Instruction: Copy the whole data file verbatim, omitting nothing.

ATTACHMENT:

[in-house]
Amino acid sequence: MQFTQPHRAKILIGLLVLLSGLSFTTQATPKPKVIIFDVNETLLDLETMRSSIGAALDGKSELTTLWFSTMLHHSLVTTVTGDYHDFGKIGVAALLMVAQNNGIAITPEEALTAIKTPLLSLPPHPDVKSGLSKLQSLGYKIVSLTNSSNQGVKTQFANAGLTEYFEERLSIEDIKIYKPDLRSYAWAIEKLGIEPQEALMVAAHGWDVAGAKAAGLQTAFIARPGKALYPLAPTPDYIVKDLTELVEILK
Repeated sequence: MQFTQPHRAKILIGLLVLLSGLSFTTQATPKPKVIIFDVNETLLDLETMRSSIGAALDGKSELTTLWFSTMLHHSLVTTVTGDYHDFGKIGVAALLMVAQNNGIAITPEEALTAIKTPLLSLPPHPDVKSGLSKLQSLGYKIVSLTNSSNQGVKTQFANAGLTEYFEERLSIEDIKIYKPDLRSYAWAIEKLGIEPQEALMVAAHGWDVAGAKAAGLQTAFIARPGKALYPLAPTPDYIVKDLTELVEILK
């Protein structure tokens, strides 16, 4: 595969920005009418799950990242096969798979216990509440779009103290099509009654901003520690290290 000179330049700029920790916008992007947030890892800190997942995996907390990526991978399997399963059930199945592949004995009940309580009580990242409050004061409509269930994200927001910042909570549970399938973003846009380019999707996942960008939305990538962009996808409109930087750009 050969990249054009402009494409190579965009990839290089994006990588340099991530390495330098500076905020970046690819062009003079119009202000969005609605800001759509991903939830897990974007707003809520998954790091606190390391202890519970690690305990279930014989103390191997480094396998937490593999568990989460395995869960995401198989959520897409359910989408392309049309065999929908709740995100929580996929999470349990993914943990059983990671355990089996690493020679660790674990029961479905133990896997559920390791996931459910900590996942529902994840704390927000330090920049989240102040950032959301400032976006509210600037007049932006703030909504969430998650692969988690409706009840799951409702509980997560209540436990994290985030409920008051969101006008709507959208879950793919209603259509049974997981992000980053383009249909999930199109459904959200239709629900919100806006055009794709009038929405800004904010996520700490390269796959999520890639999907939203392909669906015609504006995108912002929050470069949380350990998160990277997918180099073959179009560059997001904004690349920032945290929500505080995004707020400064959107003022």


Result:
[in-house]
Amino acid sequence: MQFTQPHRAKILIGLLVLLSGLSFTTQATPKPKVIIFDVNETLLDLETMRSSIGAALDGKSELTTLWFSTMLHHSLVTTVTGDYHDFGKIGVAALLMVAQNNGIAITPEEALTAIKTPLLSLPPHPDVKSGLSKLQSLGYKIVSLTNSSNQGVKTQFANAGLTEYFEERLSIEDIKIYKPDLRSYAWAIEKLGIEPQEALMVAAHGWDVAGAKAAGLQTAFIARPGKALYPLAPTPDYIVKDLTELVEILK
Repeated sequence: MQFTQPHRAKILIGLLVLLSGLSFTTQATPKPKVIIFDVNETLLDLETMRSSIGAALDGKSELTTLWFSTMLHHSLVTTVTGDYHDFGKIGVAALLMVAQNNGIAITPEEALTAIKTPLLSLPPHPDVKSGLSKLQSLGYKIVSLTNSSNQGVKTQFANAGLTEYFEERLSIEDIKIYKPDLRSYAWAIEKLGIEPQEALMVAAHGWDVAGAKAAGLQTAFIARPGKALYPLAPTPDYIVKDLTELVEILK
């Protein structure tokens, strides 16, 4: 595969920005009418799950990242096969798979216990509440779009103290099509009654901003520690290290 000179330049700029920790916008992007947030890892800190997942995996907390990526991978399997399963059930199945592949004995009940309580009580990242409050004061409509269930994200927001910042909570549970399938973003846009380019999707996942960008939305990538962009996808409109930087750009 050969990249054009402009494409190579965009990839290089994006990588340099991530390495330098500076905020970046690819062009003079119009202000969005609605800001759509991903939830897990974007707003809520998954790091606190390391202890519970690690305990279930014989103390191997480094396998937490593999568990989460395995869960995401198989959520897409359910989408392309049309065999929908709740995100929580996929999470349990993914943990059983990671355990089996690493020679660790674990029961479905133990896997559920390791996931459910900590996942529902994840704390927000330090920049989240102040950032959301400032976006509210600037007049932006703030909504969430998650692969988690409706009840799951409702509980997560209540436990994290985030409920008051969101006008709507959208879950793919209603259509049974997981992000980053383009249909999930199109459904959200239709629900919100806006055009794709009038929405800004904010996520700490390269796959999520890639999907939203392909669906015609504006995108912002929050470069949380350990998160990277997918180099073959179009560059997001904004690349920032945290929500505080995004707020400064959107003022």